Persecutory Delusional Disorder: What it is and How to Help
A delusional disorder is a severe mental illness involving extreme paranoia and psychosis. Delusional disorders have various diagnostic subcategories, but the common feature of these disorders are delusions or firm, adamant beliefs in ideas that are not true or based in reality. According to the current edition of the Diagnostic and Statistical Manual for Mental Disorders (5th edition), a delusional disorder can be diagnosed when persistent delusions last for at least one month and no other psychotic symptoms are present. While delusional disorders are less common than other psychiatric conditions like schizophrenia, they can cause significant distress and are challenging to treat.
Types of Delusional Disorders
Persecutory delusions are just one type of delusion that can affect those suffering from a delusional disorder. Delusional themes include:
- Persecutory: Belief that someone or something will, or intends to, cause harm to oneself or their loved one(s).
- Referential: Belief that cues (comments, gestures, etc.) are directed at themselves.
- Grandiose: Exaggerated belief in one’s own abilities, talents, power, identity, etc.
- Erotomanic: Belief that someone is in love with them. This type of delusion sometimes escalates into stalking behaviors.
- Nihilistic: Belief that a significant tragedy or catastrophe is going to occur.
- Somatic: Belief that there is a physical and/or medical issue affecting them.
- Jealous: Belief that infidelity is occurring in one’s relationship.
What is Persecutory Delusional Disorder?
Persecutory delusional disorder is a type of psychosis surrounding the belief that one will be harmed, or someone (a person, agency, organization, or group) intends to cause them harm. Those suffering from this type of delusional disorder may also believe they are being spied on, sometimes resulting in repeated, unfounded allegations and police reports.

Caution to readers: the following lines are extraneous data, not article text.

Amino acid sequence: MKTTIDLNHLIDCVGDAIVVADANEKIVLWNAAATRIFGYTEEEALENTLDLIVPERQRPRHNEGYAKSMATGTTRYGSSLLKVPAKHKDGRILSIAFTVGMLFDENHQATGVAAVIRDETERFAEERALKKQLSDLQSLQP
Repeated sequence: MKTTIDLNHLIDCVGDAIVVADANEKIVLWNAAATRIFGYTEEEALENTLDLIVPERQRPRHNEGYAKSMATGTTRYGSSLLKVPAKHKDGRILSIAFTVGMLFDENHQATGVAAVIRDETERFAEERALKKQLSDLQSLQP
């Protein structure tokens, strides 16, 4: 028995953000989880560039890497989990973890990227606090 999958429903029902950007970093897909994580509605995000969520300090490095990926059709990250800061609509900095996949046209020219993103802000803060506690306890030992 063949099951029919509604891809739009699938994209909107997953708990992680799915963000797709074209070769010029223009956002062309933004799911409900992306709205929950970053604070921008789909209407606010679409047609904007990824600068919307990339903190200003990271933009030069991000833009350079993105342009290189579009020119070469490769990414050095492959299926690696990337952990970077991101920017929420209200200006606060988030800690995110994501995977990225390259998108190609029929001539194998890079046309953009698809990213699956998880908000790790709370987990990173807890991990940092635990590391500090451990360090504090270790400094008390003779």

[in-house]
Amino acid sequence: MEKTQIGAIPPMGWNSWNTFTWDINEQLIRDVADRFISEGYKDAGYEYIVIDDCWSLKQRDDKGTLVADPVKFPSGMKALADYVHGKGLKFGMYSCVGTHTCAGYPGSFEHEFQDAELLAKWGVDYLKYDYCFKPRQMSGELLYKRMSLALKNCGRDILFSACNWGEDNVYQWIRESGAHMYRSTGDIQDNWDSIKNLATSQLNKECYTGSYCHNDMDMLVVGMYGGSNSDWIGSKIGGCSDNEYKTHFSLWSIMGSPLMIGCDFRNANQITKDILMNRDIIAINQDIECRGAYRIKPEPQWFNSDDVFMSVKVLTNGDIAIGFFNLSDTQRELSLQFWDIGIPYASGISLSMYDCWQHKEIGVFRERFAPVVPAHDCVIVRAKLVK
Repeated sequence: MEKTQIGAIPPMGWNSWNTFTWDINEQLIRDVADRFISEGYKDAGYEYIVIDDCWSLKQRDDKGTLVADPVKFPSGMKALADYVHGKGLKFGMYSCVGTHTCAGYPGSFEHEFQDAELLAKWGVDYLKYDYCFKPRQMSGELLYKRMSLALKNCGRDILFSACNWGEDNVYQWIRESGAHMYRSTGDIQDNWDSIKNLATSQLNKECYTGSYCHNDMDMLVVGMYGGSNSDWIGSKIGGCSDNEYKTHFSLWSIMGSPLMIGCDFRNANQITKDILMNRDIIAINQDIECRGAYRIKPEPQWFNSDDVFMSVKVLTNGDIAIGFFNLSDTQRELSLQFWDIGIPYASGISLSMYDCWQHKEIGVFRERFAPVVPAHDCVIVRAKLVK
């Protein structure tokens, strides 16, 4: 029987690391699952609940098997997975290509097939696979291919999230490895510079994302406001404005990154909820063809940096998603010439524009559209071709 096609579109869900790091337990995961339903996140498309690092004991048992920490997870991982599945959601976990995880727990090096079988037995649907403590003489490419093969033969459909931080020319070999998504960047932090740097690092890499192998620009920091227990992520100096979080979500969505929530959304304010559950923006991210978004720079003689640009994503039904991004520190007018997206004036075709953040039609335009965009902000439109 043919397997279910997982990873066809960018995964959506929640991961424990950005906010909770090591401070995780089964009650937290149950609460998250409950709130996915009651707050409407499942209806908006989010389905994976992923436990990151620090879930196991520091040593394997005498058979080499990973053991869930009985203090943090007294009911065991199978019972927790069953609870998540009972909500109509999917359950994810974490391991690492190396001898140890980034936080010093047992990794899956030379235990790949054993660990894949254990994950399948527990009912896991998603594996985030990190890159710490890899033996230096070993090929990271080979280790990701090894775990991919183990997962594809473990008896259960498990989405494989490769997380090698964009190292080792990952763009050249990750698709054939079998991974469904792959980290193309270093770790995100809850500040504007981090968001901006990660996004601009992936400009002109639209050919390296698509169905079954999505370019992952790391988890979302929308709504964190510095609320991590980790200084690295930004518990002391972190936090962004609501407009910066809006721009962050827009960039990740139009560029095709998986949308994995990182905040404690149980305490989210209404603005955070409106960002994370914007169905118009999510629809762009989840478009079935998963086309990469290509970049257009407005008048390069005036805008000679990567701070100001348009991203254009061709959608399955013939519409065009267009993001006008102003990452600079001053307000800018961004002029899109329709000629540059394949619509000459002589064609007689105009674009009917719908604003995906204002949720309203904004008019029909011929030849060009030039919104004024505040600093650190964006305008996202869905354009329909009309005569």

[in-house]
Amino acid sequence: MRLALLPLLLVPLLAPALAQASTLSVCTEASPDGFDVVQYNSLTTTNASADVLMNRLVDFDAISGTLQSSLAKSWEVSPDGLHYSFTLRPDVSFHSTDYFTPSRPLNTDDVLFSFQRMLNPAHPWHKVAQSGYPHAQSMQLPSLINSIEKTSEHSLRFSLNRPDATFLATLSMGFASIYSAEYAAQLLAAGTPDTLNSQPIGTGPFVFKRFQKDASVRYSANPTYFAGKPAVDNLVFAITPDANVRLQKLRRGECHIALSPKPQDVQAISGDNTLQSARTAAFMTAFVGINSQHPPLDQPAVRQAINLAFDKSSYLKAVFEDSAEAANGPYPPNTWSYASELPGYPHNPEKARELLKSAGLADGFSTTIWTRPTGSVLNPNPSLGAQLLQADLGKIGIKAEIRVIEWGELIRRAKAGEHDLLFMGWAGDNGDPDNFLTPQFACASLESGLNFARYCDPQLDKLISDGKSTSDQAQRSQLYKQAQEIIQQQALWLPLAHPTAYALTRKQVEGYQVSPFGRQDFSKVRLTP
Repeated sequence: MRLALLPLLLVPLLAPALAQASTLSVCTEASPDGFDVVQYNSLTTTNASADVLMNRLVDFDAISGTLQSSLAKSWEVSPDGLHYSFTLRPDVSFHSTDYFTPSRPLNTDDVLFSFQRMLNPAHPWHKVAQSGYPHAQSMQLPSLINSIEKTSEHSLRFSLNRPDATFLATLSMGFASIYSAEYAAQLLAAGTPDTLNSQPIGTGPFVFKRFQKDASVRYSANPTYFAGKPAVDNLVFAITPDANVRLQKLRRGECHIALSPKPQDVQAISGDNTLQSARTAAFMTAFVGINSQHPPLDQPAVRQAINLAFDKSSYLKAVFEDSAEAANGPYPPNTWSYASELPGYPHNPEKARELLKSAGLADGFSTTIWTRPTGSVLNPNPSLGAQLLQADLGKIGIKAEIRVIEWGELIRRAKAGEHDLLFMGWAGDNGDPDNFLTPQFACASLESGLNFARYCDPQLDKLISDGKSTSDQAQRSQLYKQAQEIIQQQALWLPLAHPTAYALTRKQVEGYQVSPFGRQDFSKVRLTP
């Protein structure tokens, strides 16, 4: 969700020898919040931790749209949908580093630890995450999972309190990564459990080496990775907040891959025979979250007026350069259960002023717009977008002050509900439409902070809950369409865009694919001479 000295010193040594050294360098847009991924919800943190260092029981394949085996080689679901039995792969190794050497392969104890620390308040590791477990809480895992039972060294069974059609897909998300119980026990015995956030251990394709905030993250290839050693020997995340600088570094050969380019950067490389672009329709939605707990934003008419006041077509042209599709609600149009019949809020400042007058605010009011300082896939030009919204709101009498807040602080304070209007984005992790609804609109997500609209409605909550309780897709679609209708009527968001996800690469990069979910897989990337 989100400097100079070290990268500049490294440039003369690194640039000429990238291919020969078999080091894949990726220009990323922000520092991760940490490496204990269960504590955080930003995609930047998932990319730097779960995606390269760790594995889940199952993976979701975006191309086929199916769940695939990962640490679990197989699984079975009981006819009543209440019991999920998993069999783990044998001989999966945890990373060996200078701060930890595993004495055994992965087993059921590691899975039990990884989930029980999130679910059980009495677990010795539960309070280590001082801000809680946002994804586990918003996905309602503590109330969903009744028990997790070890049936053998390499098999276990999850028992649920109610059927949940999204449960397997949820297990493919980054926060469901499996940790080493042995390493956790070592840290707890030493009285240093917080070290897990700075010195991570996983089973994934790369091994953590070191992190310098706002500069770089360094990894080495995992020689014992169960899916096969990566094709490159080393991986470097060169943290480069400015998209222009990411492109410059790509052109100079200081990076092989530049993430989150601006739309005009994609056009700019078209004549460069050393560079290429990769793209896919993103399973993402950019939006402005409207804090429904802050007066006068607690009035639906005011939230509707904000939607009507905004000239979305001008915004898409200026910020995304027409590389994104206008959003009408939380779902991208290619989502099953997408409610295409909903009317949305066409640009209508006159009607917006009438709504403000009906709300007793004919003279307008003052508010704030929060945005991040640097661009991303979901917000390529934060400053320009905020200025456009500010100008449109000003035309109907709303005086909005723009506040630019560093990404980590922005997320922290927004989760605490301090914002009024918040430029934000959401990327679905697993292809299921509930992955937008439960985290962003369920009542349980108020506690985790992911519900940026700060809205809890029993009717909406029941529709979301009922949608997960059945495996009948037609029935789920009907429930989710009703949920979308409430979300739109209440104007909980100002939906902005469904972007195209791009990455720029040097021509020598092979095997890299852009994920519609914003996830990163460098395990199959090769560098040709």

Research indicates that persecutory delusions are the most likely to be acted upon compared to the other categories. The fear and anxiety accompanying a persecutory delusion are overwhelming, and a person experiencing this type of psychosis believes others will cause them (or a loved one) serious harm. Depending on the severity of the condition, this could lead to someone taking dramatic steps in order to prevent or protect from the believed threat.
Symptoms of persecutory delusional disorder include extreme paranoia, fear, and worry about impending harm, despite the imagined threat being unproven, disproved, or impossible. While everyone experiences fear and anxiety about stressful situations, those with persecutory and other delusional disorders continue to have persistent worry and distress even in the presence of evidence contrary to the belief. These delusions can range from plausible concerns, for example, infidelity of a spouse, to impossible or highly unlikely scenarios.
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How to Help Someone with Persecutory Delusional Disorder
A critical aspect of helping someone suffering from persecutory delusional disorder is to support them in seeking professional psychiatric care. Treatment of psychiatric conditions often includes an individual approach that varies for each patient. To effectively treat persecutory delusions, a combination of psychotherapy and medications is frequently recommended. Because of the nature of persecutory delusional disorder and the rigid belief in the delusions’ reality, patients are often hesitant to seek treatment. Establishing rapport and trust is crucial to a successful provider-patient relationship.
Safety is also a significant concern regarding persecutory delusions. Because this type of delusion is often the most likely to be acted upon, patients may be at risk for harming themselves or others to cope or mitigate an imagined threat. Psychiatric hospitalization may be necessary to ensure safety until the disorder can be adequately stabilized and follow-up care established.
To learn more about persecutory delusional disorder and other types of delusion disorders, check out Symptom Media’s course catalog here.